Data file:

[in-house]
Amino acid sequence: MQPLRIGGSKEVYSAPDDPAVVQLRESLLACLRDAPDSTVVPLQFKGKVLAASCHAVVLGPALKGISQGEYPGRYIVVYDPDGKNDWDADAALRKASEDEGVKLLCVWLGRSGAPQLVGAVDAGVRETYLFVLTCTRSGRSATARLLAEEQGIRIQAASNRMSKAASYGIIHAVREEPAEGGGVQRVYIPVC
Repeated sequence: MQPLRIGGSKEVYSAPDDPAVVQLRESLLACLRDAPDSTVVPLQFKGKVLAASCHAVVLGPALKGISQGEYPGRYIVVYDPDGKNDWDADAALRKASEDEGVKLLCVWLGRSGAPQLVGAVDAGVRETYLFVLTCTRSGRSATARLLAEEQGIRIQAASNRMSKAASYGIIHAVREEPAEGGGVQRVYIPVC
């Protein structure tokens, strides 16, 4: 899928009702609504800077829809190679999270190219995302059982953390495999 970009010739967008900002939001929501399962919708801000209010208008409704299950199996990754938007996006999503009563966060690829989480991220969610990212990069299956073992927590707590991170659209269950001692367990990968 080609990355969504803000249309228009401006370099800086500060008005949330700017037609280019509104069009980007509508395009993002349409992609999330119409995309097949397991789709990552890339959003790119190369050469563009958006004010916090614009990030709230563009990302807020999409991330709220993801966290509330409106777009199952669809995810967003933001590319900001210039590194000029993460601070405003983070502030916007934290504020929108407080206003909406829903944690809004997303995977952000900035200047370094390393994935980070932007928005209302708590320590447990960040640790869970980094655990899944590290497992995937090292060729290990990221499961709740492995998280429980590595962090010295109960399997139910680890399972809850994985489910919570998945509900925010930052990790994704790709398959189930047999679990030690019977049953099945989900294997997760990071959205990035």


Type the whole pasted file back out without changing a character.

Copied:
[in-house]
Amino acid sequence: MQPLRIGGSKEVYSAPDDPAVVQLRESLLACLRDAPDSTVVPLQFKGKVLAASCHAVVLGPALKGISQGEYPGRYIVVYDPDGKNDWDADAALRKASEDEGVKLLCVWLGRSGAPQLVGAVDAGVRETYLFVLTCTRSGRSATARLLAEEQGIRIQAASNRMSKAASYGIIHAVREEPAEGGGVQRVYIPVC
Repeated sequence: MQPLRIGGSKEVYSAPDDPAVVQLRESLLACLRDAPDSTVVPLQFKGKVLAASCHAVVLGPALKGISQGEYPGRYIVVYDPDGKNDWDADAALRKASEDEGVKLLCVWLGRSGAPQLVGAVDAGVRETYLFVLTCTRSGRSATARLLAEEQGIRIQAASNRMSKAASYGIIHAVREEPAEGGGVQRVYIPVC
């Protein structure tokens, strides 16, 4: 899928009702609504800077829809190679999270190219995302059982953390495999 970009010739967008900002939001929501399962919708801000209010208008409704299950199996990754938007996006999503009563966060690829989480991220969610990212990069299956073992927590707590991170659209269950001692367990990968 080609990355969504803000249309228009401006370099800086500060008005949330700017037609280019509104069009980007509508395009993002349409992609999330119409995309097949397991789709990552890339959003790119190369050469563009958006004010916090614009990030709230563009990302807020999409991330709220993801966290509330409106777009199952669809995810967003933001590319900001210039590194000029993460601070405003983070502030916007934290504020929108407080206003909406829903944690809004997303995977952000900035200047370094390393994935980070932007928005209302708590320590447990960040640790869970980094655990899944590290497992995937090292060729290990990221499961709740492995998280429980590595962090010295109960399997139910680890399972809850994985489910919570998945509900925010930052990790994704790709398959189930047999679990030690019977049953099945989900294997997760990071959205990035």